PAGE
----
Back in December, I spent two weeks volunteering with ARC in Wisconsin. I went with a teen girl from church, but didn’t know any of the 20+ other volunteers when we got there.
At the end of the first week, we were in the food line at Sunday dinner and apparently some of them had been talking about me because one of the girls said, “Anita, I’ve been with you this whole week and I didn’t know you wrote a book!”
Her surprise amused me, and I shrugged. “Well, it’s not the most important thing about me.”
She didn’t miss a beat. “So what IS the most important thing about you?”
I was spooning gravy onto meat as she posed this question of shattering, earth-shaking import. We don’t plan these things. We can’t anticipate all the wonderful, unpredictable questions and conversations that pop out of nowhere and lead us to new discoveries.
“Hmmmm. The most important thing about me,” I slowly restated her question, “Is that Jesus loves me.”
It was a Sunday school answer, but I knew in the deepest part of me that this was the highest, widest, most wonderful reality about me.
Saying that wonder out loud—being asked to say it out loud—was an enormous gift my new friend gave me.
We women are too good at comparing ourselves with others. Depending on the day or the mood or the neighbor at hand, we give in to believing lies about our incompetency and superiority.
And it makes us shriveled and wrinkled and ugly. (Some wrinkles come with years, but that’s another subject.)
Inferiority and pride make us touchy and snippy and territorial and does nothing for us.
Have you noticed how a bride glows? She may or may not have the prettiest face, but her eyes and her smile tell us she knows she’s chosen and loved, and she isn’t crippled with needing anyone’s approval except her groom.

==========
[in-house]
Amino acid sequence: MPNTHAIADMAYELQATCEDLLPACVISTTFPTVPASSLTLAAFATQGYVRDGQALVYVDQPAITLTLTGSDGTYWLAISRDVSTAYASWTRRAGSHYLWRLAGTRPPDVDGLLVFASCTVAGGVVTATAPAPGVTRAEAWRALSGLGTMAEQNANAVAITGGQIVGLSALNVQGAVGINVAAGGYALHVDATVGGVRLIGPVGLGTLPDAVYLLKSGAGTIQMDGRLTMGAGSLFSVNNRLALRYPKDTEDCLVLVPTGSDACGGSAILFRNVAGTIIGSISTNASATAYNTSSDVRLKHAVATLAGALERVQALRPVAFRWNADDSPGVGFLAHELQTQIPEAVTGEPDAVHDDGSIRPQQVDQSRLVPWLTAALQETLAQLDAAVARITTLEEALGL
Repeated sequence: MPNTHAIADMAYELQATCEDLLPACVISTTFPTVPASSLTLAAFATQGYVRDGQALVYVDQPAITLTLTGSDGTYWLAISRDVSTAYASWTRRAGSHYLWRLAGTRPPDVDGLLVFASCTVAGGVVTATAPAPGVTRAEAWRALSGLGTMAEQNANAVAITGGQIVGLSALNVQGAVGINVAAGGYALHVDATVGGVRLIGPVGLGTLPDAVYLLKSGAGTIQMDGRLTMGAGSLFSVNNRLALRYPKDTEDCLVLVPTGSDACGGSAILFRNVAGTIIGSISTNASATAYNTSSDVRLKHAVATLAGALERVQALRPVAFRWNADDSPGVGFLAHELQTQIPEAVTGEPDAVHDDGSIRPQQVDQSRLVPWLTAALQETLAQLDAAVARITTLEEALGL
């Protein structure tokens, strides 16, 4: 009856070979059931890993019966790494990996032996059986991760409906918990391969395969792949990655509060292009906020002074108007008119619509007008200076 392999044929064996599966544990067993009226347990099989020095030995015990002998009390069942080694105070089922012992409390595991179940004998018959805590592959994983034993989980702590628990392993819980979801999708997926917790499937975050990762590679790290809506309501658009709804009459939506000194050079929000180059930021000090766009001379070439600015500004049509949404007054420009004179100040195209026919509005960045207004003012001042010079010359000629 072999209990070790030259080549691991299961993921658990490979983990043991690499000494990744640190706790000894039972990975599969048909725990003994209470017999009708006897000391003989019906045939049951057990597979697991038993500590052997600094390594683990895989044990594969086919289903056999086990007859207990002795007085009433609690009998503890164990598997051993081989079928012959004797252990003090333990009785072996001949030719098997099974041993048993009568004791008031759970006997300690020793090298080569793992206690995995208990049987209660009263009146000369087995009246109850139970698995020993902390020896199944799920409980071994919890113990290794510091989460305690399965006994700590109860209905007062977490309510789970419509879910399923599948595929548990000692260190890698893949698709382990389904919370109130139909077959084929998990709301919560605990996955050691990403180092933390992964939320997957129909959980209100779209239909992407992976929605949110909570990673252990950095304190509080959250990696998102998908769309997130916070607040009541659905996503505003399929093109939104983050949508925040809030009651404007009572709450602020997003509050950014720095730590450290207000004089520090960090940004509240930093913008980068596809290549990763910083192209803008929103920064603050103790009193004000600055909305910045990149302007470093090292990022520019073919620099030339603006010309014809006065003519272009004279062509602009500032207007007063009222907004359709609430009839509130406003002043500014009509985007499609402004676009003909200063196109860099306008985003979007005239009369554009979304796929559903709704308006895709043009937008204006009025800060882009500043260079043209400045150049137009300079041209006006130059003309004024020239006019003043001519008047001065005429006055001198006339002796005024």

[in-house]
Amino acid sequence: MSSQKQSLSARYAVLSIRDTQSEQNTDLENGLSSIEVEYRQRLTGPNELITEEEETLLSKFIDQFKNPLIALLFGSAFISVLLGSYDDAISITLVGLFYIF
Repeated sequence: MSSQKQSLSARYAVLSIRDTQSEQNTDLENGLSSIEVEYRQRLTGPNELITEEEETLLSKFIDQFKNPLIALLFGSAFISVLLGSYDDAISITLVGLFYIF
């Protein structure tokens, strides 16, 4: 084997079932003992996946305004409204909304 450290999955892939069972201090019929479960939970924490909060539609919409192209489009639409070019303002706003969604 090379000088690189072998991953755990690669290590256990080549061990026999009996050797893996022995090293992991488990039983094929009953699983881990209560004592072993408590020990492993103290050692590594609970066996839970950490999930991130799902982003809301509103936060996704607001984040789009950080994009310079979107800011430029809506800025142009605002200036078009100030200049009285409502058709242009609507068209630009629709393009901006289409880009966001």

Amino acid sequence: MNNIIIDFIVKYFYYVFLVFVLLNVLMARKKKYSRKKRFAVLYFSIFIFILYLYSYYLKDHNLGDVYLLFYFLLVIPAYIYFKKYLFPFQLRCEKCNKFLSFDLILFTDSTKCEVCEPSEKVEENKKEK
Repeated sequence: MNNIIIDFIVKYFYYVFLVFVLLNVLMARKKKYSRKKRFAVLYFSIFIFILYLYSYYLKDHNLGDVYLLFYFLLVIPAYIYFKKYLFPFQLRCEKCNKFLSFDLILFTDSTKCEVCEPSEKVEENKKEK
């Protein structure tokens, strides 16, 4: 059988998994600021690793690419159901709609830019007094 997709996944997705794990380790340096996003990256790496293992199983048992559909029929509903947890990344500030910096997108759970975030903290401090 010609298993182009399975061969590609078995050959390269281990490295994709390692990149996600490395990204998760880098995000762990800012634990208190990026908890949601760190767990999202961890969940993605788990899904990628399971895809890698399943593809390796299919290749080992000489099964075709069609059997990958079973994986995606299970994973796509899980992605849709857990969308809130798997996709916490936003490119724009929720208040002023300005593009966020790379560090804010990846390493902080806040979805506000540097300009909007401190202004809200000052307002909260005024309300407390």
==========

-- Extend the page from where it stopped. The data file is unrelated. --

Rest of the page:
Brides glow because they know they’re loved. Have you seen how love is a wonderful beautifier?
I wish we wouldn’t think “Jesus Loves Me” is a children’s song. I wonder what would happen if we would sing it every Sunday, all together, loud, as if we mean it and are over the moon excited about it.
The most important thing about us has never been how much work we get done, or how little money we have. Or the way we do or don’t stay up to date with clothes and décor and hobbies and child training and world news.
When comparison stops, the game is over. The important thing stays the most important thing and nothing else matters.
The most important thing about me is not which of my spiritual gifts people see, or how much I’ve been hurt. The most important thing about me is that I get to be one of billions of people that Jesus loves wide and deep and long. If I could see Him, I would see the glint in His eye and I would see that He likes me—and not just me, but all of us—regardless of how cool or uncool anyone is, and that is the best, most important, glorious thing in the world.